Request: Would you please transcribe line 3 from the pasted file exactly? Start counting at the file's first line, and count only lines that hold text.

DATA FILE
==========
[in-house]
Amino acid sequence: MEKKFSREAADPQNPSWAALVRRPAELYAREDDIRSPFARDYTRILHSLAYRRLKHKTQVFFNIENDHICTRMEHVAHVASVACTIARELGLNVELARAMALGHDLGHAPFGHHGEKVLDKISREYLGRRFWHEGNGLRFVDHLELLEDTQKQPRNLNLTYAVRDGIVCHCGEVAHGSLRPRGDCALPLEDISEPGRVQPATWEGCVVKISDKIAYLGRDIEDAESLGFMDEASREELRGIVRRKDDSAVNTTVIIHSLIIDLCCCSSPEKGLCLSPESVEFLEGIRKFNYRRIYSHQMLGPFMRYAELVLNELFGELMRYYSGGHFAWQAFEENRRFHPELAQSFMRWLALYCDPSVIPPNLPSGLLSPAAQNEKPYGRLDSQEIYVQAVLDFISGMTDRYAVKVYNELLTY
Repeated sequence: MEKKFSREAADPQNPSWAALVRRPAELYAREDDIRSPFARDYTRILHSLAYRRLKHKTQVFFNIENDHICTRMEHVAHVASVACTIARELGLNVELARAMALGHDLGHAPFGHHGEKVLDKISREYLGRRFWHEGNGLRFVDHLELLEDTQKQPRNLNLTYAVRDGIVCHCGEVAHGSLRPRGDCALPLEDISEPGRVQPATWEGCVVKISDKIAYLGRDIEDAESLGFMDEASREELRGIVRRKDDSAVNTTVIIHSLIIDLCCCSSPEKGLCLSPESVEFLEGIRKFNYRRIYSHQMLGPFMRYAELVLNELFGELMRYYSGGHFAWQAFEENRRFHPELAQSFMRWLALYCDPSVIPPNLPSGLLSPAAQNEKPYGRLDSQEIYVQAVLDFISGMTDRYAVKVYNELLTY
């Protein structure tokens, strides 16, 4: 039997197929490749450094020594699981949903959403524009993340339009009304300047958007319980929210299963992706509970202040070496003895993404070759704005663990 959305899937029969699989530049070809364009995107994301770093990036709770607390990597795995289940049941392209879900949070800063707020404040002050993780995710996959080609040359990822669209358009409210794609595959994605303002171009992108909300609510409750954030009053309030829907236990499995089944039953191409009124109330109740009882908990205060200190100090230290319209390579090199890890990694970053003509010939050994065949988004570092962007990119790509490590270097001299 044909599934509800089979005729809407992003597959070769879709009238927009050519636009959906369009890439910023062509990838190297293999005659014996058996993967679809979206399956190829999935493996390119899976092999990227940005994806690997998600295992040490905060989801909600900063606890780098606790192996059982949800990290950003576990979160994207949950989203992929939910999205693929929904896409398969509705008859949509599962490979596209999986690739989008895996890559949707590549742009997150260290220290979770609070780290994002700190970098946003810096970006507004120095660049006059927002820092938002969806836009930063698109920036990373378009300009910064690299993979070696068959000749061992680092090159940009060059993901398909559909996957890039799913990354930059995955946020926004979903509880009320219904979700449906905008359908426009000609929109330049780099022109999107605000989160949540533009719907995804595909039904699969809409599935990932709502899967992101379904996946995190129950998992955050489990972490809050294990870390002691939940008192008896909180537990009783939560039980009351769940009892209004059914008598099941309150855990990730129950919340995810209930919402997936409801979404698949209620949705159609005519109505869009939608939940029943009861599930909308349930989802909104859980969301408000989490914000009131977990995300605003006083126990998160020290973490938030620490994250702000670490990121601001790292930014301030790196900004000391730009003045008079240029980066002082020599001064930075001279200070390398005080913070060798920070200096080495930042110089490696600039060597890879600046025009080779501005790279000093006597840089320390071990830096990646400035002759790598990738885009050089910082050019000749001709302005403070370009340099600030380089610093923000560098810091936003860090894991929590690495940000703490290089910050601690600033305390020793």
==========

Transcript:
Repeated sequence: MEKKFSREAADPQNPSWAALVRRPAELYAREDDIRSPFARDYTRILHSLAYRRLKHKTQVFFNIENDHICTRMEHVAHVASVACTIARELGLNVELARAMALGHDLGHAPFGHHGEKVLDKISREYLGRRFWHEGNGLRFVDHLELLEDTQKQPRNLNLTYAVRDGIVCHCGEVAHGSLRPRGDCALPLEDISEPGRVQPATWEGCVVKISDKIAYLGRDIEDAESLGFMDEASREELRGIVRRKDDSAVNTTVIIHSLIIDLCCCSSPEKGLCLSPESVEFLEGIRKFNYRRIYSHQMLGPFMRYAELVLNELFGELMRYYSGGHFAWQAFEENRRFHPELAQSFMRWLALYCDPSVIPPNLPSGLLSPAAQNEKPYGRLDSQEIYVQAVLDFISGMTDRYAVKVYNELLTY